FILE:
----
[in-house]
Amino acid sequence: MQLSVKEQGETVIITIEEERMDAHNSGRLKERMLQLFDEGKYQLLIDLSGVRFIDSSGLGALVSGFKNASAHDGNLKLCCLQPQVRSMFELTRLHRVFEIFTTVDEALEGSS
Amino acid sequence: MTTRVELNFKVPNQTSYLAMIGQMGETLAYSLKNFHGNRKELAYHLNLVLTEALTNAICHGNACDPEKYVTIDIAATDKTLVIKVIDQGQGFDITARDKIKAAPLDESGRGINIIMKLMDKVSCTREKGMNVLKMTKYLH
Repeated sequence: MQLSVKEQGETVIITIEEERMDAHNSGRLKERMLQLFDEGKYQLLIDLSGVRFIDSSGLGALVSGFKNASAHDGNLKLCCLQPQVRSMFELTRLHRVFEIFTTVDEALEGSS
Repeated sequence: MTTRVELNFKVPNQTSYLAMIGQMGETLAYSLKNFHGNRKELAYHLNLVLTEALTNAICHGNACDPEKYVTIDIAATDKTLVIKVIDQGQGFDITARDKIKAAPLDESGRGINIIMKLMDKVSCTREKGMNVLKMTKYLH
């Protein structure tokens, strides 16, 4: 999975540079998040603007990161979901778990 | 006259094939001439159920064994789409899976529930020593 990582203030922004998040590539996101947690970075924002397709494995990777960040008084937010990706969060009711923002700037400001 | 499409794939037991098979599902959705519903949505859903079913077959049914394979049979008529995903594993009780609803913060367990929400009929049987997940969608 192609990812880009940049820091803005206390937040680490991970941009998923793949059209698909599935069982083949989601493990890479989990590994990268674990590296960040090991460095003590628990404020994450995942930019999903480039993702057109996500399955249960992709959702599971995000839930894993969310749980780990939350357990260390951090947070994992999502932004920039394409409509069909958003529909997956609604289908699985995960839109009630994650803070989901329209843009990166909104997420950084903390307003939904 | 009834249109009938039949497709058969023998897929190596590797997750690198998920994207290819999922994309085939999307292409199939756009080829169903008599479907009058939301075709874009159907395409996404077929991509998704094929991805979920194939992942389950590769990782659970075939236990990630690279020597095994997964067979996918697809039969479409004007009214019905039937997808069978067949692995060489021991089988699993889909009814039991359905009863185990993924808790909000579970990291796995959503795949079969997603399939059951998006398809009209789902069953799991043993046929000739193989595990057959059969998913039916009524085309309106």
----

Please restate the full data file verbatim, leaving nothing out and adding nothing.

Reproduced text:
[in-house]
Amino acid sequence: MQLSVKEQGETVIITIEEERMDAHNSGRLKERMLQLFDEGKYQLLIDLSGVRFIDSSGLGALVSGFKNASAHDGNLKLCCLQPQVRSMFELTRLHRVFEIFTTVDEALEGSS
Amino acid sequence: MTTRVELNFKVPNQTSYLAMIGQMGETLAYSLKNFHGNRKELAYHLNLVLTEALTNAICHGNACDPEKYVTIDIAATDKTLVIKVIDQGQGFDITARDKIKAAPLDESGRGINIIMKLMDKVSCTREKGMNVLKMTKYLH
Repeated sequence: MQLSVKEQGETVIITIEEERMDAHNSGRLKERMLQLFDEGKYQLLIDLSGVRFIDSSGLGALVSGFKNASAHDGNLKLCCLQPQVRSMFELTRLHRVFEIFTTVDEALEGSS
Repeated sequence: MTTRVELNFKVPNQTSYLAMIGQMGETLAYSLKNFHGNRKELAYHLNLVLTEALTNAICHGNACDPEKYVTIDIAATDKTLVIKVIDQGQGFDITARDKIKAAPLDESGRGINIIMKLMDKVSCTREKGMNVLKMTKYLH
């Protein structure tokens, strides 16, 4: 999975540079998040603007990161979901778990 | 006259094939001439159920064994789409899976529930020593 990582203030922004998040590539996101947690970075924002397709494995990777960040008084937010990706969060009711923002700037400001 | 499409794939037991098979599902959705519903949505859903079913077959049914394979049979008529995903594993009780609803913060367990929400009929049987997940969608 192609990812880009940049820091803005206390937040680490991970941009998923793949059209698909599935069982083949989601493990890479989990590994990268674990590296960040090991460095003590628990404020994450995942930019999903480039993702057109996500399955249960992709959702599971995000839930894993969310749980780990939350357990260390951090947070994992999502932004920039394409409509069909958003529909997956609604289908699985995960839109009630994650803070989901329209843009990166909104997420950084903390307003939904 | 009834249109009938039949497709058969023998897929190596590797997750690198998920994207290819999922994309085939999307292409199939756009080829169903008599479907009058939301075709874009159907395409996404077929991509998704094929991805979920194939992942389950590769990782659970075939236990990630690279020597095994997964067979996918697809039969479409004007009214019905039937997808069978067949692995060489021991089988699993889909009814039991359905009863185990993924808790909000579970990291796995959503795949079969997603399939059951998006398809009209789902069953799991043993046929000739193989595990057959059969998913039916009524085309309106």